BONSHAW Kindergarten children are taking a close-up look at caring for their teeth as part of a bigger health picture.
They are learning how a healthy mouth can play an important part in promoting a healthy diet and improve well-being.
Creating paper mouth collages, complete with polystyrene teeth and paper gums, has been a start for Dental Health Week. One child even put a bright red sore spot in his paper mouth.
A giant tooth brush and teeth has been helping children to explore correct brushing techniques.
But Bonshaw teacher Susan Scott said children and their families had been moving towards general healthier habits since the new kindergarten opened this term.
A lunchbox survey by teachers and assistants looks at what children are drinking (water is preferred), sandwich fillings and snacks.
“We’ve been promoting nude foods, so reduced wrappers, and found this has correlated with healthier food options,” Ms Scott said. “Nude foods are usually less of the high-sugar snacks, like homemade treats.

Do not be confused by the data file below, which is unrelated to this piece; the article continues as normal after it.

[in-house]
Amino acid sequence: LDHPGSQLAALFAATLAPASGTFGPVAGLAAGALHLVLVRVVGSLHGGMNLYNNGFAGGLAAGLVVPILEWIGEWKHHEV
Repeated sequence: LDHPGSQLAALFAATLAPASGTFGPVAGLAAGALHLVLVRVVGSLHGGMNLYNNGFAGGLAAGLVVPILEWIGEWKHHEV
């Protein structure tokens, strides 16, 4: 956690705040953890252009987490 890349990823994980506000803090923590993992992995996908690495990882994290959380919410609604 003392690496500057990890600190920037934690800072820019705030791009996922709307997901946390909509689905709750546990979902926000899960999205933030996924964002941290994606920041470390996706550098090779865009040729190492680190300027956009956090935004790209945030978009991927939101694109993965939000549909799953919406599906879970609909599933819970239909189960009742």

It's been interesting to see more children having healthier snacks, like baby tomatoes. It's important to set good habits from an early age.Susan Scott, Bonshaw kindergarten teacher
Ballarat Health Services public dental clinical coordinator Jodie Robinson told The Courier earlier this week dental health and a balanced diet tended to be linked, for example, those with poor dental health were at higher risk for chronic conditions like diabetes and heart disease.
One of the biggest concerns, Ms Robinson said, was how preventable oral disease is, yet only 50 per cent of Australians brush day and night.
Ms Scott said the health message at Bonshaw Kindergarten easily fit with children’s dental health awareness. They talk about how important it is to brush morning and night, how to use a rotating motion to brush your teeth clean and opting for less-sugary snacks.
Programs are focused on children’s well-being by beginning to take responsibility for their own health.
Towards a Healthier Ballarat is a series partnering with Central Highlands Obesity Prevention Lab.